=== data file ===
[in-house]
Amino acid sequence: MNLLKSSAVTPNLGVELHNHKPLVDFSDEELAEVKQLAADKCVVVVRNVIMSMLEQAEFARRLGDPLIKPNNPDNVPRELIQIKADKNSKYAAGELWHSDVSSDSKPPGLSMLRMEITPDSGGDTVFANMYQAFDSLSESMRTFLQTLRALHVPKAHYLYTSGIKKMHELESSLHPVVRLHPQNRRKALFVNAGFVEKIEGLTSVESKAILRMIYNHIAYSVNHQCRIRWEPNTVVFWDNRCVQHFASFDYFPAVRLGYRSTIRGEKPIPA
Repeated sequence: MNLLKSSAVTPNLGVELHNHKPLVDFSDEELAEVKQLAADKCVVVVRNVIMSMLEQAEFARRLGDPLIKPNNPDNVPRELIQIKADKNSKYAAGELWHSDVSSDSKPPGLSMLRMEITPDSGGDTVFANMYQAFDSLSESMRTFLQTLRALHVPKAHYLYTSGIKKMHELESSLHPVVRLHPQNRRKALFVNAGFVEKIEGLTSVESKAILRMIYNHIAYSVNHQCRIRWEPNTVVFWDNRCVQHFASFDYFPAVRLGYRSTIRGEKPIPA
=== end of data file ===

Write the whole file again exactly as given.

[in-house]
Amino acid sequence: MNLLKSSAVTPNLGVELHNHKPLVDFSDEELAEVKQLAADKCVVVVRNVIMSMLEQAEFARRLGDPLIKPNNPDNVPRELIQIKADKNSKYAAGELWHSDVSSDSKPPGLSMLRMEITPDSGGDTVFANMYQAFDSLSESMRTFLQTLRALHVPKAHYLYTSGIKKMHELESSLHPVVRLHPQNRRKALFVNAGFVEKIEGLTSVESKAILRMIYNHIAYSVNHQCRIRWEPNTVVFWDNRCVQHFASFDYFPAVRLGYRSTIRGEKPIPA
Repeated sequence: MNLLKSSAVTPNLGVELHNHKPLVDFSDEELAEVKQLAADKCVVVVRNVIMSMLEQAEFARRLGDPLIKPNNPDNVPRELIQIKADKNSKYAAGELWHSDVSSDSKPPGLSMLRMEITPDSGGDTVFANMYQAFDSLSESMRTFLQTLRALHVPKAHYLYTSGIKKMHELESSLHPVVRLHPQNRRKALFVNAGFVEKIEGLTSVESKAILRMIYNHIAYSVNHQCRIRWEPNTVVFWDNRCVQHFASFDYFPAVRLGYRSTIRGEKPIPA